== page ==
The History of the Transmission of Torah | Part One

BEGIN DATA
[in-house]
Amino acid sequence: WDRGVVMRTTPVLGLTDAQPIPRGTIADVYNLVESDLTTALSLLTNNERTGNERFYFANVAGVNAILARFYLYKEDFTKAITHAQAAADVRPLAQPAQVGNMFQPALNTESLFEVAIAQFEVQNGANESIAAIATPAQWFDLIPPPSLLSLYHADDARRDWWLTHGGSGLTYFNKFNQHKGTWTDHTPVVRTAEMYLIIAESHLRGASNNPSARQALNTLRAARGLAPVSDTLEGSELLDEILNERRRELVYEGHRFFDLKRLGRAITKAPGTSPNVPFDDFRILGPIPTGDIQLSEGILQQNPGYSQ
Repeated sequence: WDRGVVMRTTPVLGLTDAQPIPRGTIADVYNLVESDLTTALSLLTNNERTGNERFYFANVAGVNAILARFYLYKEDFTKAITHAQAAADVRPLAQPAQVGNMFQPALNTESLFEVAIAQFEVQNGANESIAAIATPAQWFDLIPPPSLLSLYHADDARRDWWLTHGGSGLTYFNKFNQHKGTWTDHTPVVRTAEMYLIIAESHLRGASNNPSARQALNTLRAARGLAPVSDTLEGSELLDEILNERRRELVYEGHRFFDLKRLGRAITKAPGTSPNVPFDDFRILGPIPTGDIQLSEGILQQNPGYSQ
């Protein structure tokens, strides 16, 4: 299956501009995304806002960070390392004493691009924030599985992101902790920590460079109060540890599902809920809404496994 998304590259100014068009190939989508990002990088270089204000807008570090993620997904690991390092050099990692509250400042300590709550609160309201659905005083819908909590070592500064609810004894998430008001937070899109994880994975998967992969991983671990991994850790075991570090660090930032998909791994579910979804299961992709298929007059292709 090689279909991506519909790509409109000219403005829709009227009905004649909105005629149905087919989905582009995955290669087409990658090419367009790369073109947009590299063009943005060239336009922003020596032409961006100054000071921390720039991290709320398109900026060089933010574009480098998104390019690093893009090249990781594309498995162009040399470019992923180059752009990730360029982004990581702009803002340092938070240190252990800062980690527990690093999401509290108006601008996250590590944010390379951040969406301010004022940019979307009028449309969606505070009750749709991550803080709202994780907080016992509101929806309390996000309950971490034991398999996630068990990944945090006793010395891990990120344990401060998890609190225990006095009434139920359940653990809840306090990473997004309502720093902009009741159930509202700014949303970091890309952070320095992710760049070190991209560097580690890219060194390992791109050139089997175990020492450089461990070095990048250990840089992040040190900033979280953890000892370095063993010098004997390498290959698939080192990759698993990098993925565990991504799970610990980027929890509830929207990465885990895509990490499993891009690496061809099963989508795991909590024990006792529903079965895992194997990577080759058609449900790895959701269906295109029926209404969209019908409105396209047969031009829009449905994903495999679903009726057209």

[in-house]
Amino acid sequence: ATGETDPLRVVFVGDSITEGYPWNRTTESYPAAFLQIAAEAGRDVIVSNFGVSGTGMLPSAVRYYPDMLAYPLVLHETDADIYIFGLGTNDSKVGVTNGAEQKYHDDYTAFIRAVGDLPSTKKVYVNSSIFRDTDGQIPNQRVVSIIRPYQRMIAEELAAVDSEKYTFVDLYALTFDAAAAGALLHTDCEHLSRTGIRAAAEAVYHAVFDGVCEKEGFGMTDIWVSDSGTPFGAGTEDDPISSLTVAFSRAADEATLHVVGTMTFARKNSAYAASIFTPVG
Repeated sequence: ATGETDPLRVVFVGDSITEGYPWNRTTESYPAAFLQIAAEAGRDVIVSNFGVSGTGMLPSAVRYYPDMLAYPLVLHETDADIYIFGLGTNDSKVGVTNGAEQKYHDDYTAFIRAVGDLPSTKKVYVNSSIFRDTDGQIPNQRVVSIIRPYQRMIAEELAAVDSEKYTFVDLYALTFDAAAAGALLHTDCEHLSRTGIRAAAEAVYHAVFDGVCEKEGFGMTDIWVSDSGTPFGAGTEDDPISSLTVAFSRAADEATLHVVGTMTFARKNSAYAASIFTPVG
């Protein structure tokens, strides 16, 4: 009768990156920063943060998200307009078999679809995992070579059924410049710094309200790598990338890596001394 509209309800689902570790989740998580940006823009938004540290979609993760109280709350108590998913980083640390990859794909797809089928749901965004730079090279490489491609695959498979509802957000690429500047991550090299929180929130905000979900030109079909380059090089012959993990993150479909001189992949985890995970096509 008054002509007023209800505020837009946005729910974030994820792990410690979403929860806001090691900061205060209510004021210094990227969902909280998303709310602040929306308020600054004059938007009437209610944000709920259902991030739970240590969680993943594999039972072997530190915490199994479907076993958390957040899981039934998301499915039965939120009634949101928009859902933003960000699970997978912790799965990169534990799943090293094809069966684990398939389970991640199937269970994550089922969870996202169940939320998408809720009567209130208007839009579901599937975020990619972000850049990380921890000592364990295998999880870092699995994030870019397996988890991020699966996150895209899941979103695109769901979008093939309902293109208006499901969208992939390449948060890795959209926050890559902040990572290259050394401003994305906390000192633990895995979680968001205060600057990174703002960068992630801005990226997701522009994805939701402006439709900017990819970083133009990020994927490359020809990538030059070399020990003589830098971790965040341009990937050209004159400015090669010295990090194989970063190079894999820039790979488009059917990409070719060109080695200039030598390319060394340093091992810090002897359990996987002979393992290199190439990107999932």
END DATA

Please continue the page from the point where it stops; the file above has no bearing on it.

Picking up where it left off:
The Torah was originally dictated from God to Moses, letter for letter. From there, the Midrash (Devarim Rabba 9:4) tells us: Before his death, Moses wrote 13 Torah Scrolls. Twelve of these were distributed to each of the 12 Tribes. The 13th was placed in the Ark of the Covenant (along with the Tablets). If anyone would come and attempt to rewrite or falsify the Torah, the one in the Ark would “testify” against him. Similarly, an authentic “proof text” was always kept in the Holy Temple in Jerusalem, against which all other scrolls were checked. Following the destruction of the Second Temple in 70 CE, the Sages would periodically perform global checks to guard against any scribal errors. To eliminate any chance of error, the Talmud enumerates more than 20 factors mandatory for a Torah scroll to be considered “kosher.” This is the Torah’s built-in security system. Should any one of these factors be lacking, the scroll then has the same status as one of a printed book. It does not possess the sanctity of a Torah scroll, and is not to be used for a public Torah reading.